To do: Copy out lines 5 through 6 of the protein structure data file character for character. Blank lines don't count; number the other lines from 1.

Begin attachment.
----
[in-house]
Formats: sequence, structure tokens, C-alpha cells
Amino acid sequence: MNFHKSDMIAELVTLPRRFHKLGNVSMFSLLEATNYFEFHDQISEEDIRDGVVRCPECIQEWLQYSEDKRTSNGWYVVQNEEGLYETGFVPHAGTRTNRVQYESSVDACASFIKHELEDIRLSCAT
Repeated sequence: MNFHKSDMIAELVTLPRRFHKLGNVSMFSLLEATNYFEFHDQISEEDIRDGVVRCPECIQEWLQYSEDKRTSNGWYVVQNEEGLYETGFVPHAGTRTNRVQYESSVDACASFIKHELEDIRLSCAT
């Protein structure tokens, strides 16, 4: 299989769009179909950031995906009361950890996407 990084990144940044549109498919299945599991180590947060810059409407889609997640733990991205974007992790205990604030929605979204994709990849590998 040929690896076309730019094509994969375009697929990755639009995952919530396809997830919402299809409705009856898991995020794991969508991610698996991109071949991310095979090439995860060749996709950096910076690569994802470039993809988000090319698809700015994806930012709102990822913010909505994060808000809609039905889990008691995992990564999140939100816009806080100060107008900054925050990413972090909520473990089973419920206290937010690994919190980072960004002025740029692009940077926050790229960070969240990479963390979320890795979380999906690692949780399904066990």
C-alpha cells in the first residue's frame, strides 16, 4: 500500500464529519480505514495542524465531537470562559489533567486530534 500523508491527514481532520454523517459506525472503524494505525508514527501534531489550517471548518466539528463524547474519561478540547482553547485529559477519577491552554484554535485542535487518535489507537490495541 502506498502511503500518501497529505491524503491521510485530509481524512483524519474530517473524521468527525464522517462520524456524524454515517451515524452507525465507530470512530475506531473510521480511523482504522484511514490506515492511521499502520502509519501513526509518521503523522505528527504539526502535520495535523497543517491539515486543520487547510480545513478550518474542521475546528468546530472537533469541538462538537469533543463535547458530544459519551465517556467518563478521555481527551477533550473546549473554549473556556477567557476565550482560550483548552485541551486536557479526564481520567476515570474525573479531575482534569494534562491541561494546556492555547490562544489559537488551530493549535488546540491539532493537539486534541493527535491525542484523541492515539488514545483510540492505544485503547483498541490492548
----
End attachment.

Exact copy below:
């Protein structure tokens, strides 16, 4: 299989769009179909950031995906009361950890996407 990084990144940044549109498919299945599991180590947060810059409407889609997640733990991205974007992790205990604030929605979204994709990849590998 040929690896076309730019094509994969375009697929990755639009995952919530396809997830919402299809409705009856898991995020794991969508991610698996991109071949991310095979090439995860060749996709950096910076690569994802470039993809988000090319698809700015994806930012709102990822913010909505994060808000809609039905889990008691995992990564999140939100816009806080100060107008900054925050990413972090909520473990089973419920206290937010690994919190980072960004002025740029692009940077926050790229960070969240990479963390979320890795979380999906690692949780399904066990």
C-alpha cells in the first residue's frame, strides 16, 4: 500500500464529519480505514495542524465531537470562559489533567486530534 500523508491527514481532520454523517459506525472503524494505525508514527501534531489550517471548518466539528463524547474519561478540547482553547485529559477519577491552554484554535485542535487518535489507537490495541 502506498502511503500518501497529505491524503491521510485530509481524512483524519474530517473524521468527525464522517462520524456524524454515517451515524452507525465507530470512530475506531473510521480511523482504522484511514490506515492511521499502520502509519501513526509518521503523522505528527504539526502535520495535523497543517491539515486543520487547510480545513478550518474542521475546528468546530472537533469541538462538537469533543463535547458530544459519551465517556467518563478521555481527551477533550473546549473554549473556556477567557476565550482560550483548552485541551486536557479526564481520567476515570474525573479531575482534569494534562491541561494546556492555547490562544489559537488551530493549535488546540491539532493537539486534541493527535491525542484523541492515539488514545483510540492505544485503547483498541490492548